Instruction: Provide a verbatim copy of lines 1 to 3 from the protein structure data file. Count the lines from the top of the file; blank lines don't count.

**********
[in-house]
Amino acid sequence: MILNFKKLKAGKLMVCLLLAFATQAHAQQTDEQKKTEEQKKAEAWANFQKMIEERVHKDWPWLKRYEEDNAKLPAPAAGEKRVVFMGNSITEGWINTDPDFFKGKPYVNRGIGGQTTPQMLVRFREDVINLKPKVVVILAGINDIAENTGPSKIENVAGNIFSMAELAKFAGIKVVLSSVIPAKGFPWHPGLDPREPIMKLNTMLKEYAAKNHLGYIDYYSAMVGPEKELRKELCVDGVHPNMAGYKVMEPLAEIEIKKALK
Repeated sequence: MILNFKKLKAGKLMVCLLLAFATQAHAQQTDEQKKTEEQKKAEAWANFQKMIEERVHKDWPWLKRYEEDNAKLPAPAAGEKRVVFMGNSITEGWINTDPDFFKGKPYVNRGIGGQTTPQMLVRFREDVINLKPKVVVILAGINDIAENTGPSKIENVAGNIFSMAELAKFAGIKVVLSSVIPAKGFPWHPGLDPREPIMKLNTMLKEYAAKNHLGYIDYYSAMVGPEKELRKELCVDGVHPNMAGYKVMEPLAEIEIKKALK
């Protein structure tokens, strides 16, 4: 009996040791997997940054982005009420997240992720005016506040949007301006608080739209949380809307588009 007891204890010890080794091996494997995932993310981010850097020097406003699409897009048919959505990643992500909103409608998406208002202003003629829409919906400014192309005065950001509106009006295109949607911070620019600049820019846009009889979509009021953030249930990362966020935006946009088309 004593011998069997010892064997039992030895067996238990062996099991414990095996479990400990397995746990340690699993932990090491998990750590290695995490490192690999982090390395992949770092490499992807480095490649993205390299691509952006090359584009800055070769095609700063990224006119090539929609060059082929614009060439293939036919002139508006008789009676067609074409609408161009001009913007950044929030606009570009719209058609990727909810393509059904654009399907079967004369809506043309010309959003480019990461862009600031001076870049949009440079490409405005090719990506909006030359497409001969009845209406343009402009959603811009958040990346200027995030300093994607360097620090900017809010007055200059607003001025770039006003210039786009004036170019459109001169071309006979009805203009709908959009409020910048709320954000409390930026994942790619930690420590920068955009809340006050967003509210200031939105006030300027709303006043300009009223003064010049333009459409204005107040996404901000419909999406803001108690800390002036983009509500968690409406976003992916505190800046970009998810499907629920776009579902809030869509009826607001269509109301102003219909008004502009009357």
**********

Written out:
[in-house]
Amino acid sequence: MILNFKKLKAGKLMVCLLLAFATQAHAQQTDEQKKTEEQKKAEAWANFQKMIEERVHKDWPWLKRYEEDNAKLPAPAAGEKRVVFMGNSITEGWINTDPDFFKGKPYVNRGIGGQTTPQMLVRFREDVINLKPKVVVILAGINDIAENTGPSKIENVAGNIFSMAELAKFAGIKVVLSSVIPAKGFPWHPGLDPREPIMKLNTMLKEYAAKNHLGYIDYYSAMVGPEKELRKELCVDGVHPNMAGYKVMEPLAEIEIKKALK
Repeated sequence: MILNFKKLKAGKLMVCLLLAFATQAHAQQTDEQKKTEEQKKAEAWANFQKMIEERVHKDWPWLKRYEEDNAKLPAPAAGEKRVVFMGNSITEGWINTDPDFFKGKPYVNRGIGGQTTPQMLVRFREDVINLKPKVVVILAGINDIAENTGPSKIENVAGNIFSMAELAKFAGIKVVLSSVIPAKGFPWHPGLDPREPIMKLNTMLKEYAAKNHLGYIDYYSAMVGPEKELRKELCVDGVHPNMAGYKVMEPLAEIEIKKALK